DINING WITH DA VINCI
We are all familiar with the notebooks of Leonardo Da Vinci. Not only was he fascinated with drawing plants, he may have preferred eating them.
For its time, to be a vegetarian was somewhat uncommon as well as controversial. It was said that Da Vinci was such a lover of animals that he often strolled through the bird markets, purchased the caged creatures, and promptly set them free. Da Vinci’s vegetarianism may have been the result of his contact with travelers like Greek humanists and painters from the East who came to Renaissance Florence and Milan.
There are records of what he consumed in the courts of popes and patrons. He ate greens, fruits, mushrooms, pasta and cereals, and all manner of vegetables. In particular, a hot chickpea minestrawas a favorite. This recipe is found in one of the first cookbooks of the Renaissance entitled Platina de honest volupatate (1475) written by Bartolomeo di Sacci (Batali in Fedele, The Artist’sPalate). Among Da Vinci’s library books was a 1487 copy. The authentic chickpea recipe follows:
La Minestra (Luis in Cecere Rubeo) from Platina
Wash a pound or more of chickpeas in hot water. After being washed they should be put in a pot to simmer without water. With your hands mix half an ounce of meal, a little oil and salt, and twenty grains of coarsely ground pepper and ground cinnamon, and then put this near the hearth with three measures of water, and add sage, rosemary, and chopped parsley roots. Let this boil so that it is reduced to eight saucers full. When it is nearly cooked, drop in a little oil; but if it is juice for sick persons, only add a little oil and spices. (Platina in DeWitt, Da Vinci’s Kitchen)
Who is to know what amount was contained in Platina’s saucer, or in a measure of water? And the meal required for mixing is unknown, though some scholars believe that Da Vinci was familiar with corn meal (maize) which had been introduced to Italy around 1494 by the brother of Ludivico Sforza, the great Duke of Milan and patron of Leonardo Da Vinci. Dave DeWitt, in his book Da Vinci’s Kitchen (2006) makes note of shopping lists Leonardo made (while working on The Last Supper) which include red and white maize– quite remarkable considering the recent return of Columbus from the New World. Some research suggests that corn was already being cultivated in Africa. Is there a connection here between Da Vinci and Lombardy’s polenta-centric diet?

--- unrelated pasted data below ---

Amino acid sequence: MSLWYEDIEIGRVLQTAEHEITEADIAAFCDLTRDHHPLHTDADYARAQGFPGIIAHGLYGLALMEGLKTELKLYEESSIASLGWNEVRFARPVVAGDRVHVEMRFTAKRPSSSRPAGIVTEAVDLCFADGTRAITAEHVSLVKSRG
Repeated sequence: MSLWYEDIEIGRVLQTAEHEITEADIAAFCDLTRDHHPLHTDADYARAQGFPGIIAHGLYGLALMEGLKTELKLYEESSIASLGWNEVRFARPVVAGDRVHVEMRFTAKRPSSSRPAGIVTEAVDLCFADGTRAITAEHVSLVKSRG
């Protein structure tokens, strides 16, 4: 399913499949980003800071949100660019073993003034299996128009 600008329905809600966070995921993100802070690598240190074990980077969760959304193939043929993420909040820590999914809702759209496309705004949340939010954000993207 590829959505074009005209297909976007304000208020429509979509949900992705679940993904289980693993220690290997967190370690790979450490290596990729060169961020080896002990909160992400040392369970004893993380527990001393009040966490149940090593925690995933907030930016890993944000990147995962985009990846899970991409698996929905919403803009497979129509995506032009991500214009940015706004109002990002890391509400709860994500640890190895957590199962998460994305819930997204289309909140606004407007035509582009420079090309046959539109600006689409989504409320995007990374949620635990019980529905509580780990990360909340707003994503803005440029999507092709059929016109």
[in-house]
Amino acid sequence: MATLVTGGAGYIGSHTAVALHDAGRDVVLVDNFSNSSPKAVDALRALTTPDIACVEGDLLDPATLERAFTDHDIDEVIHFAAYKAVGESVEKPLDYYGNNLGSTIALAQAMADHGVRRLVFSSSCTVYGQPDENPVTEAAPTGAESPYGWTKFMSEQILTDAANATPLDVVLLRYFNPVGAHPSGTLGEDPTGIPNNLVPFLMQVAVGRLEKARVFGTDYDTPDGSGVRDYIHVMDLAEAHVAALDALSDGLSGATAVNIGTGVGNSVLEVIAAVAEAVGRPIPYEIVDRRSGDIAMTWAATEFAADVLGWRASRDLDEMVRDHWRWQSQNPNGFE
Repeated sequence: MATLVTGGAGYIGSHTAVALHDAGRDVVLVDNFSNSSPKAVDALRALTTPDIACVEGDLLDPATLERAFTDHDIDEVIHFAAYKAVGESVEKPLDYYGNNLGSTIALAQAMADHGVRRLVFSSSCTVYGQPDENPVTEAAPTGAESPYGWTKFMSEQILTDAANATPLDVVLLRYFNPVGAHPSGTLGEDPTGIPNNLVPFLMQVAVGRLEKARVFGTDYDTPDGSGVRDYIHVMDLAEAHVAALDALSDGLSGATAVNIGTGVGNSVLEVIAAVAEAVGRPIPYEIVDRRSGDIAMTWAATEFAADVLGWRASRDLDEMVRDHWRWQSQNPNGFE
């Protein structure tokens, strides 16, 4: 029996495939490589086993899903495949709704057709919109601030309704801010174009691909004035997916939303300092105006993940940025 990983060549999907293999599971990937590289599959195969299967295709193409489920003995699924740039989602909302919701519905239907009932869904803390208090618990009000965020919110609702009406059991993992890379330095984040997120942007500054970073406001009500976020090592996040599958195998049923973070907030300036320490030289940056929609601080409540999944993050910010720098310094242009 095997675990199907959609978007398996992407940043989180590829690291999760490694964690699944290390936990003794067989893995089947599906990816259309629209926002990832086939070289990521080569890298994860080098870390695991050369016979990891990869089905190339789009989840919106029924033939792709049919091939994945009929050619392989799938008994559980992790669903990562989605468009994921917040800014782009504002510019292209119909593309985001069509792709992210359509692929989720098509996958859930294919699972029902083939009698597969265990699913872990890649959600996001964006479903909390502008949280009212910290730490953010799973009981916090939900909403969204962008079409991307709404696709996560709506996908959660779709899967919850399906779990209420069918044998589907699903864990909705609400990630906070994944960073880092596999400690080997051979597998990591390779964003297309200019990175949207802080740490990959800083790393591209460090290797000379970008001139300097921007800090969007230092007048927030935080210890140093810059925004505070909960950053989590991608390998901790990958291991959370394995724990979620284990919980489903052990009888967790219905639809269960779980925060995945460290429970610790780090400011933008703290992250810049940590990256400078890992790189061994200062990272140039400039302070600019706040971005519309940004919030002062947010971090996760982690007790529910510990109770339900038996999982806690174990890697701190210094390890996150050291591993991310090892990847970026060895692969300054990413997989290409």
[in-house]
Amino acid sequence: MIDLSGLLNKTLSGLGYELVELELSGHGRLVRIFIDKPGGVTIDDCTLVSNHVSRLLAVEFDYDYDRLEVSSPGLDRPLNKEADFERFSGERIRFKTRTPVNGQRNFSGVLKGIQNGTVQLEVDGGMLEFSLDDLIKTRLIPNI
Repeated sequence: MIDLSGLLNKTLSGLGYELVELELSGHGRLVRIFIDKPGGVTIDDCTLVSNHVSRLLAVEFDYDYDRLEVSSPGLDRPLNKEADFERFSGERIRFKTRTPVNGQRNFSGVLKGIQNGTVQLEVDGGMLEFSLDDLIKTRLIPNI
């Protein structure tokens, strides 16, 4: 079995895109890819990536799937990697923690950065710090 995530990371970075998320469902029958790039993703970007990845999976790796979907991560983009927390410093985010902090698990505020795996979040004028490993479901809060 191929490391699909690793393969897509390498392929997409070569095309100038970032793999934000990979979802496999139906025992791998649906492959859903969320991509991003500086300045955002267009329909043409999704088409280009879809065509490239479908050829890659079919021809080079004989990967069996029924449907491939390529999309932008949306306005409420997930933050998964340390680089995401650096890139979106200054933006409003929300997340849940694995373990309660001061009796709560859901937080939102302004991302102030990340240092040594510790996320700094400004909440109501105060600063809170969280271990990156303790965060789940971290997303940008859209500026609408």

While the great Leonardo invented a heat propelled spit for turning meat as well as a meat smoker and sausage grinder, he was a confirmed vegetarian, though he may not have been one in his early life. This rejection of meat in later life is referred to by a courtier in a letter to the Medici as somewhat heretical. Da Vinci was recognized as odd in his desire to avoid hurting any living thing let alone feast on anything that had blood coursing through its veins (DeWitt). In the true spirit of Renaissance humanism, his respect for life seems to have informed his diet– though one wonders if he simply lost his taste for flesh after all those cadavers he dissected.
In his notebooks, Leonardo delights in the vast and infinite variety of simple vegetarian foodstuffs and the endless manner in which they can be combined as shown in the recipes of Platina. There are recipes in Da Vinci’s notes for a bright and herby salad dressing with spearmint, parsley, and thyme as an excellent dressing over a salad of fennel and bitter greens. He makes reference to anise cookies and light suppers of egg tarts.
For his students, Leonardo advocated a well-ordered life and a diet of moderation. In a poem he summarizes his principles for culinary happiness:
If you be healthy, heed this advice,
Eat only when hungry, and let light fare suffice.
Chew all your food well, and this rule always follow.
Well-cooked and simple, be all that you swallow.
On leaving a table, a good posture keep,
And after you luncheon, do not yield to sleep.
Let little and often be your rule for wine,
But not between meals or when ready to dine. –L. Da Vinci
Stand up straight, don’t be a glutton, and remember– you are what you eat. Here, Da Vinci suggests all things in moderation, especially when it comes to food. Sounds like reasonable advice for feeding body and soul from the world’s ultimate Renaissance dude.
(For more information about Da Vinci and the diet of the Renaissance: What Did Leonardo Da Vinci Eat?)
The portrait used here is not Leonardo but his grandfather Antonio da Vinci http://kleio.org/en/history/leonardo/newportrait.html
Thanks, Lauri. That is really interesting. The many mysteries associated with finding the real Leonardo continue to fascinate. More studies are needed!
Bartolomeo Sacchi, known as Platina, was not Venetian. He was from Piadena (“Platina” in Latin), some 123 miles from Venice.
Of course, you are right. He was born near Cremona. He is credited with publishing the first printed cookbook ,an edition published in 1475 in Venice, though I am sure that might be disputed as well. My sources included Dave Hewitt’s book, Da Vinci’s Kitchen. (This is just another error in a long line of Hewitt’s flabby culinary history that appears in that book. My friend Ken Albala (https://en.wikipedia.org/wiki/Ken_Albala) raised my awareness of the problems in that book. But I believe that I got this information from the introduction to the book called The Artist’s Palate. by Fedele. The intro was written by Mario Batali. Oh well….Thanks for clearing up this mistake. I will correct it immediately.